Harvard U: expected a much larger campus more defined from the surrounding neighborhood.

I concur with previous poster on The Alamo – you go around the corner and there it is! (The only time I’ve been in San Antonio was the night of the premiere of the eponymous movie. It was a full-scale opening night party with giant six-shooters as part of the decor.)

The Sears Tower is astonishingly ugly and ungainly. Folks in Chicago say the best place to work in downtown Chicago is the Sears Tower, because it’s the only place where you don’t look out the window and see the Sears Tower.

It does have an amazing elevator system, though. And a surprisingly good cafeteria. Or at least it did in the '70s when I was there.

The Constitution and Declaration of Independence are both really, really old. You can’t just read them; the ink is faded pretty badly in places. But the first time I saw them (they’re kept at the National Archives in DC), it was an oddly powerful experience: There’s your government, written out right there on paper in front of you. Two of the most important historical documents in the world, both of which completely revolutionized methods of governance, and…they mostly look like really old, faded parchment.

Also, the Vehicle Assembly Building at Kennedy Space Center is really, really big. (I got to walk right up to it; most people don’t get to). KSC itself, actually is on a huge amount of land, and doubles as a wildlife preserve. There are sometimes crocodiles in the drainage ditches by the side of the roads, apparently. It’s an all-around cool place.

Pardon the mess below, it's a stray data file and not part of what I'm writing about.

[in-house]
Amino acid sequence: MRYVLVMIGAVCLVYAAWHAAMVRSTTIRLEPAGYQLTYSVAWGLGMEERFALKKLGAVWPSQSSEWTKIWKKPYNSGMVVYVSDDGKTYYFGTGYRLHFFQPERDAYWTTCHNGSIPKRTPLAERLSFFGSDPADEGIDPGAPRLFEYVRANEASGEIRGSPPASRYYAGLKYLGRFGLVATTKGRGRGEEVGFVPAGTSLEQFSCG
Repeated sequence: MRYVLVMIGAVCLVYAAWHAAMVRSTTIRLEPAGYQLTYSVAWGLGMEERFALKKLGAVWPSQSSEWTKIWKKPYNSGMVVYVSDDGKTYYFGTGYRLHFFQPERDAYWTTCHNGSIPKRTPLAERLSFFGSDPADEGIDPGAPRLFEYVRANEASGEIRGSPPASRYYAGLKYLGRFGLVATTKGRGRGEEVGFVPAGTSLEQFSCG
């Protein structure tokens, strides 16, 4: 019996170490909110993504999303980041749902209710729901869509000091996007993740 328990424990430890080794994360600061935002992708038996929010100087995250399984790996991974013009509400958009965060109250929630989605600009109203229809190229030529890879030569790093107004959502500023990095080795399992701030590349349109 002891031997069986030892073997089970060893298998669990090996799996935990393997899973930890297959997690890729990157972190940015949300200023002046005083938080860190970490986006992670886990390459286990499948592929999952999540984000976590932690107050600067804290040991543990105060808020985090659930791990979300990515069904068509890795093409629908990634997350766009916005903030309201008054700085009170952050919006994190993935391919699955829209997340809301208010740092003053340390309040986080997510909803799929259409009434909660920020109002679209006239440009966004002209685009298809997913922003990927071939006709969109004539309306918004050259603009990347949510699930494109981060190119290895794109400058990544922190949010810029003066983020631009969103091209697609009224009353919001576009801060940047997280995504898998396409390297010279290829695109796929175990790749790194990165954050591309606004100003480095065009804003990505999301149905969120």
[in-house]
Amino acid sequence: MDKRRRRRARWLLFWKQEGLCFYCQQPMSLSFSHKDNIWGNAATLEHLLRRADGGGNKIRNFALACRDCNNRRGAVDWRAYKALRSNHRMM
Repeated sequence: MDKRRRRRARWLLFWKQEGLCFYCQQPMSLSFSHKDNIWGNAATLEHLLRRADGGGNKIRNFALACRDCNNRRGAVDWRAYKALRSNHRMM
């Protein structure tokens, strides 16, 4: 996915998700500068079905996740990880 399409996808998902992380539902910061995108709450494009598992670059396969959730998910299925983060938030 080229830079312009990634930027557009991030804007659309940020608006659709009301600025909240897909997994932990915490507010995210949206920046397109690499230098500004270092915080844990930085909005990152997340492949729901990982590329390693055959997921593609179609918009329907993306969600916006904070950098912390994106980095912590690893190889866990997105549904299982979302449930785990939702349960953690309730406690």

Venus de Milo - It’s a tiny statue. I’ve seen the photo’s so many times, that when I saw it in person it was a wtf moment.

Potala Palace - This is freaking amazing. It’s huge, completely dominates the city of Lhasa. Inside is gigantic. The view from the top is great. [it was better when there was still a tibetan village at the base instead of a parking lot]

Great Wall of China - finally saw it for the first time a couple years ago. To follow it as far as the eye can see, wow. It was pretty amazing and definately worth checking out.

Graceland—In the photos, it appears as quite the edifice, and even so from a distance (on Elvis Presley Blvd.). When you’re at the steps, you realize that the height isn’t terrific (you feel like you could reach the second-story window), and that the general size and shape of the residence is nearly identical to those in the upscale section of town. Inside, the celings are quite low in parts, the rooms normal-sized. Nice-sized piece of land, though.

Gateway Arch—It’s just huge, and it’s eerie seeing the top of it from fifteen miles down the highway. It sits on a seemingly endless pasture.

The Saturn V rocket took the Apollo astronauts to the moon. They have/had one laying down outside Mission Control in Houston. I figured that it would be pretty big before I saw it but it was way bigger than I ever imagined. It is longer than a football field and you can just walk along it staring up along the diameter for what seems like forever.

I grew up in Dallas, so Dealy Plaza didn’t surprise me when I saw it as an adult, but everyone I know who’s seen it in person can’t believe it’s that small.

The first time I saw the Statue of Liberty I didn’t think it was particularly big.

On the other hand, the first time I ever stepped on the field in a major league baseball stadium, I couldn’t believe how huge the space is.

Posted too soon…

The Capitol Building, Washington—There’s a really pretty eggshell finish to the cupola that doesn’t seem to translate to media; you have to see it yourself, especially on a partly-sunny day. It’s about the size I expected.

Van Gogh’s paintings in the Van Gogh museum in Amsterdam. The paint is thick, really, really thick brushdtrokes, they’re practically 3D. Prints didn’t prepare me at all for the encrusted swirliness of the real thing.